Definition from Wiktionary, the free dictionary
Jump to navigation Jump to search

Tea room discussion[edit]

Note: the below discussion was moved from the Wiktionary:Tea room.

I've added fortyish here - said it was an adjective, but I am not sure. I'd put it as a simple cardinal number and possible even a noun. Also the word fortysomething could also be used as the same part of speech --Jackofclubs 17:52, 16 September 2008 (UTC)

Also, clearly, there's scope for twentyish, thirtyish, fiftyish, sixtyish, seventyish, eightyish, ninetyish etc. ... in theory oneish, twoish, threeish....two-hundredish etc. --Jackofclubs 17:52, 16 September 2008 (UTC)

Re: Above "(i.e. there are fortysomething people in the room)": I'm unfamiliar with the likes of "fortysomething" as an adjective preceeding its object like this, 'though as a noun (see entry fortysomething) it rings true. "Fortysome" as an adjective and its ilk are more common in my hometown speech (Appalachian SW Virginia Blue Ridge Mts.). Twentyish, thirtyish, etc. sound familiar to me. As an aside: An art professor at Virginia Tech (ca. 1963) decried words like "yellowish" or "redish brown", the "ish" being imprecise. Wayne Roberson, Austin, Texas 01:12, 17 September 2008 (UTC) (9-16-08, 8:11pm CDT)

Can't we just make do with the various suffixes that go with numbers, like -ish, -odd, -some, and -something? I'm not sure that they are worthwhile as headwords, though it would be nice if a seach for the terms found a relevant related entry thirtysomething et al. as "Derived terms" of thirty. DCDuring TALK 02:07, 17 September 2008 (UTC)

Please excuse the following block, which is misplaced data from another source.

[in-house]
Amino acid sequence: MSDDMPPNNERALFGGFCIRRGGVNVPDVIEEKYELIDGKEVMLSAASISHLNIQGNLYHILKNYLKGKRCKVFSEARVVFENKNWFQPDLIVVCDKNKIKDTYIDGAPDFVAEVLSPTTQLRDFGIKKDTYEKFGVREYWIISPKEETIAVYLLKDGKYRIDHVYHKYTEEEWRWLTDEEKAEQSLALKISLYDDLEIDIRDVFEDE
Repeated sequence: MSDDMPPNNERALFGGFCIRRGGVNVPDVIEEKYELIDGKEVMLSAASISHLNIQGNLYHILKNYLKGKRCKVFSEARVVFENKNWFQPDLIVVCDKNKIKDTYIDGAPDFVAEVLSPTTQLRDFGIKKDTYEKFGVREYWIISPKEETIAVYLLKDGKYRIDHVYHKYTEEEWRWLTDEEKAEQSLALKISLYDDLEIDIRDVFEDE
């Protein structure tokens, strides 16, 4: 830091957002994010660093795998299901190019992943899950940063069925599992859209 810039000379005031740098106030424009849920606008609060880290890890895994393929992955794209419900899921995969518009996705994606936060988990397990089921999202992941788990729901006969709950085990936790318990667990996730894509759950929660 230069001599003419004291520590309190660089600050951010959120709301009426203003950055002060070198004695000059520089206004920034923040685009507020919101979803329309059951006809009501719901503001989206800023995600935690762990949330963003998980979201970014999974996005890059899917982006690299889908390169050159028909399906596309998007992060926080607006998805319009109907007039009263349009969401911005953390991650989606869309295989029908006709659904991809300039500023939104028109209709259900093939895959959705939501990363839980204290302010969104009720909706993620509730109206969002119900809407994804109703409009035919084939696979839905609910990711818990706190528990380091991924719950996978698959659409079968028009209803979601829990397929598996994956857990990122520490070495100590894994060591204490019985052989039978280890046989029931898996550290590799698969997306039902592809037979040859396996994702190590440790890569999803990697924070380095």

The discussion I was thinking of: Talk:be#RFV_(temperature). DCDuring TALK 13:41, 10 February 2012 (UTC)


Is the age sense really separate from the "about 40; roughly 40" sense? Mglovesfun (talk) 12:54, 10 February 2012 (UTC)

I don't see how. It simply tends to be used that way most often, but the same goes for dozen and eggs. Equinox 12:55, 10 February 2012 (UTC)
In fact it could be interpreted as a cardinal number anyway; like 'he is three'. Do we have separate senses for one, two, three (etc.) specifically to deal with age? Mglovesfun (talk) 12:57, 10 February 2012 (UTC)
Didn't we address this for some other entry already? "The [temperature|barometer] is [30|thirty]." and numerous others are examples of this use of cardinal numbers. DCDuring TALK 13:26, 10 February 2012 (UTC)


Green check.svg

This entry has survived Wiktionary's verification process.

Please do not re-nominate for verification without comprehensive reasons for doing so.

Rfv-sense: cardinal.​—msh210 (talk) 06:59, 9 February 2012 (UTC)

Speedy delete. Mglovesfun (talk) 10:35, 9 February 2012 (UTC)
Cited, I think. DCDuring TALK 15:24, 9 February 2012 (UTC)
Nicely. Thanks much. (Sorry: I hate when people RFV things without first Googling around a bit. In my defense, it looked like this would have been removed without the benefit of an RFV (see diff and Mg's comment above), so posting here without Googling was IMO preferable to doing nothing, and I hadn't the time to search thoroughly.) RFV passed.​—msh210 (talk) 15:37, 9 February 2012 (UTC)
If you aren't in the mood to check in advance, you should still put uncited stuff that doesn't smell right here for attention, IMO. I wasn't so sure about this one myself. DCDuring TALK 16:35, 9 February 2012 (UTC)